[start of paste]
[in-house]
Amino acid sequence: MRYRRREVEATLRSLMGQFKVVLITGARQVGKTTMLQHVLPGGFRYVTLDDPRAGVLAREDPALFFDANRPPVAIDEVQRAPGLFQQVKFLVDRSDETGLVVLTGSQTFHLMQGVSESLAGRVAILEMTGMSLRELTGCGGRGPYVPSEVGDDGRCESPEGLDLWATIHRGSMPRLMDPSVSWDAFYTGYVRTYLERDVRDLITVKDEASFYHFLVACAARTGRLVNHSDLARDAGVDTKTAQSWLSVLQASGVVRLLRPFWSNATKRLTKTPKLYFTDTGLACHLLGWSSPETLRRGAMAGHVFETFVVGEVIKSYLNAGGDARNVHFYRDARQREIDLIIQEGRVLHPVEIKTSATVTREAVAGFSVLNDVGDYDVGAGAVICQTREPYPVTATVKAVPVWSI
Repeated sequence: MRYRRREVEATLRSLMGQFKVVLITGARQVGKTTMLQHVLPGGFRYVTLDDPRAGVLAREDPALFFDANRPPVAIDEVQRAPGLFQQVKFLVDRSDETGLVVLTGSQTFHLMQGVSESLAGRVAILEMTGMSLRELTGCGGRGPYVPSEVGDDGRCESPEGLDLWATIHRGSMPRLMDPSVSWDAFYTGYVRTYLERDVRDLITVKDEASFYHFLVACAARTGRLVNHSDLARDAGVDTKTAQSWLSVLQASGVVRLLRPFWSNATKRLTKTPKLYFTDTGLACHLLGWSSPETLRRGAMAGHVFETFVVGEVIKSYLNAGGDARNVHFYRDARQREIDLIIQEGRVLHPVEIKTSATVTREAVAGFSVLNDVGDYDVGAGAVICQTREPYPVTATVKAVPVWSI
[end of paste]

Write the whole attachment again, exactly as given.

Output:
[in-house]
Amino acid sequence: MRYRRREVEATLRSLMGQFKVVLITGARQVGKTTMLQHVLPGGFRYVTLDDPRAGVLAREDPALFFDANRPPVAIDEVQRAPGLFQQVKFLVDRSDETGLVVLTGSQTFHLMQGVSESLAGRVAILEMTGMSLRELTGCGGRGPYVPSEVGDDGRCESPEGLDLWATIHRGSMPRLMDPSVSWDAFYTGYVRTYLERDVRDLITVKDEASFYHFLVACAARTGRLVNHSDLARDAGVDTKTAQSWLSVLQASGVVRLLRPFWSNATKRLTKTPKLYFTDTGLACHLLGWSSPETLRRGAMAGHVFETFVVGEVIKSYLNAGGDARNVHFYRDARQREIDLIIQEGRVLHPVEIKTSATVTREAVAGFSVLNDVGDYDVGAGAVICQTREPYPVTATVKAVPVWSI
Repeated sequence: MRYRRREVEATLRSLMGQFKVVLITGARQVGKTTMLQHVLPGGFRYVTLDDPRAGVLAREDPALFFDANRPPVAIDEVQRAPGLFQQVKFLVDRSDETGLVVLTGSQTFHLMQGVSESLAGRVAILEMTGMSLRELTGCGGRGPYVPSEVGDDGRCESPEGLDLWATIHRGSMPRLMDPSVSWDAFYTGYVRTYLERDVRDLITVKDEASFYHFLVACAARTGRLVNHSDLARDAGVDTKTAQSWLSVLQASGVVRLLRPFWSNATKRLTKTPKLYFTDTGLACHLLGWSSPETLRRGAMAGHVFETFVVGEVIKSYLNAGGDARNVHFYRDARQREIDLIIQEGRVLHPVEIKTSATVTREAVAGFSVLNDVGDYDVGAGAVICQTREPYPVTATVKAVPVWSI